UGA Extension Office

Plant Testing

The Plant Disease Clinics provide diagnostic support for county and area Extension personnel and the residents of Georgia. Our services include analysis of plant material and soil for bacterial, fungal, viral, and nematode pathogens as well as suggesting appropriate control measures when available. Our clients include Extension Educators, Growers, Retailers, Arborists, Golf Courses, Researchers, and Homeowners. The clinic provides accurate plant disease diagnosis, quick turn around time, professional services, and up-to-date control recommendations.

This program is committed to providing the best unbiased educational information on disease management, and responsive diagnosis to facilitate timely implementation of those management recommendations. This goal is achieved by effective interdepartmental and interdisciplinary programming across our functions of research, Extension and instruction.

The Plant Disease Clinics work very closely with the UGA Cooperative Extension County Offices. For all plant disease concerns contact your local County Extension office for assistance.

 

 

 


Extension Publications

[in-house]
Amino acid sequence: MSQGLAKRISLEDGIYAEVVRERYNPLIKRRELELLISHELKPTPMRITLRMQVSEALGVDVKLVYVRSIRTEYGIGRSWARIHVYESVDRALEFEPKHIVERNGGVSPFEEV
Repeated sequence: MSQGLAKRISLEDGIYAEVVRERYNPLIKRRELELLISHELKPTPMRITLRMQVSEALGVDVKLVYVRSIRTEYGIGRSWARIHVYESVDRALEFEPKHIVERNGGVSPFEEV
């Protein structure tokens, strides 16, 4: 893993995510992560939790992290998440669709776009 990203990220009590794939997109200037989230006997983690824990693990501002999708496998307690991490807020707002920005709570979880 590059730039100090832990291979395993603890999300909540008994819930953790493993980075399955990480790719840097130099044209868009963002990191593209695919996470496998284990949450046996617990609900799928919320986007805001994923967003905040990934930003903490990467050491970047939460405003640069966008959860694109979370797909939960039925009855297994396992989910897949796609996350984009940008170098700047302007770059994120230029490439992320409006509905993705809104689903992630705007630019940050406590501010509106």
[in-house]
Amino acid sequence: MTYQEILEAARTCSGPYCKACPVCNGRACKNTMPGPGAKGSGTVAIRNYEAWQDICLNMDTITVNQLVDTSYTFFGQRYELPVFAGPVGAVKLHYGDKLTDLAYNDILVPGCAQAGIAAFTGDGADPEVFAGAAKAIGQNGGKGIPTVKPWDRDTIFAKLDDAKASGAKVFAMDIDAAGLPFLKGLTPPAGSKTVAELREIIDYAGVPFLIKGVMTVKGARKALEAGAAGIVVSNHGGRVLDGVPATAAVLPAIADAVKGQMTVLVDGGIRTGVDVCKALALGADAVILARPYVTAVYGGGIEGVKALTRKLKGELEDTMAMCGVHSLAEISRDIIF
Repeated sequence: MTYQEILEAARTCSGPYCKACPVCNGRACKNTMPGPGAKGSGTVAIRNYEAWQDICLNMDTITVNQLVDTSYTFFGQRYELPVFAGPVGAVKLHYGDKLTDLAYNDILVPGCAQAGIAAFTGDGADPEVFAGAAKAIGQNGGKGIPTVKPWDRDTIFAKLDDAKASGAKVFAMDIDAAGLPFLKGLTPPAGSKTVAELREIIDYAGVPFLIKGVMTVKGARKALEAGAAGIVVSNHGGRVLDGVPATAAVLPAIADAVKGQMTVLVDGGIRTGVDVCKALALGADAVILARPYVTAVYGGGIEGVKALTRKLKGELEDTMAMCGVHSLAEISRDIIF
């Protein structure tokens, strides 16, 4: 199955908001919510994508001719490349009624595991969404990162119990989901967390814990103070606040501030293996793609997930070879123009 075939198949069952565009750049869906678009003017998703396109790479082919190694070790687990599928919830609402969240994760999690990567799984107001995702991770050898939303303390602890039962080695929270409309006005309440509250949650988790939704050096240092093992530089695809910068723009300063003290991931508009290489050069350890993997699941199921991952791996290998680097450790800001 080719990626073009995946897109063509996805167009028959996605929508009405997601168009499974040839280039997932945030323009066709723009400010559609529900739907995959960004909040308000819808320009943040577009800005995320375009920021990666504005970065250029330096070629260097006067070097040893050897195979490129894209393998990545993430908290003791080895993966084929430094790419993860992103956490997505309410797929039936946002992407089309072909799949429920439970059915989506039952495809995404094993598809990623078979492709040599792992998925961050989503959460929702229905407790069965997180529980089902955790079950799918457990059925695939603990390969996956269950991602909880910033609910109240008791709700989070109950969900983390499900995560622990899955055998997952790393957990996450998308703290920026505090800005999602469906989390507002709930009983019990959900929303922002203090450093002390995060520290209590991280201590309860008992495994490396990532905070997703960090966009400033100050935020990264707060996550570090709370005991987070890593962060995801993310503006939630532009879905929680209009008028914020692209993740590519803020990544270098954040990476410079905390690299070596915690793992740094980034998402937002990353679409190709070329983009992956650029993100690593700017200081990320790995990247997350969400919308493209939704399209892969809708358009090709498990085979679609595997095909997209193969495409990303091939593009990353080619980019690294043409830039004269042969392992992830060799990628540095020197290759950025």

• Key to Diseases of Oaks in the Landscape (B 1286) This publication contains a guide to diseases of oak trees in the landscape.
  • Fireblight: Symptoms, Causes, and Treatment (C 871) Fireblight is a destructive, highly infectious, and widespread disease. It attacks blossoms, leaves, shoots, branches, fruits, and roots. This publication has some facts and methods to avoid and control the disease.
  • Diseases of Leyland Cypress in the Landscape (B 1229) Leyland cypress has become one of the most widely used plants in commercial and residential landscapes across Georgia as a formal hedge, screen, buffer strip or wind barrier. Leyland cypress (x Cupressocyparis leylandii) is a graceful, rapidly growing evergreen tree that is adapted for growth within the 6-10a USDA hardiness zones. Leyland cypress is considered relatively pest-free; however, because of its relatively shallow root system, and because they are often planted too close together and in poorly drained soils, Leyland cypress is prone to root rot and several damaging canker diseases, especially during periods of prolonged drought. Disease management is, therefore, a consideration for Leyland cypress.
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Extension News
  • Network Leader link Interim director named for UGA Automated Environmental Monitoring Network. By Sharon Dowdy | Published: 6/15/2018
  • Messy Lawns link Mowing lawns after lots of rainfall can be like cutting hay. By Clint Waltz | Published: 6/7/2018
  • Whitefly Update link Whiteflies cause feeding injury issues in vegetables and can transmit crippling viruses. By Clint Thompson | Published: 6/6/2018
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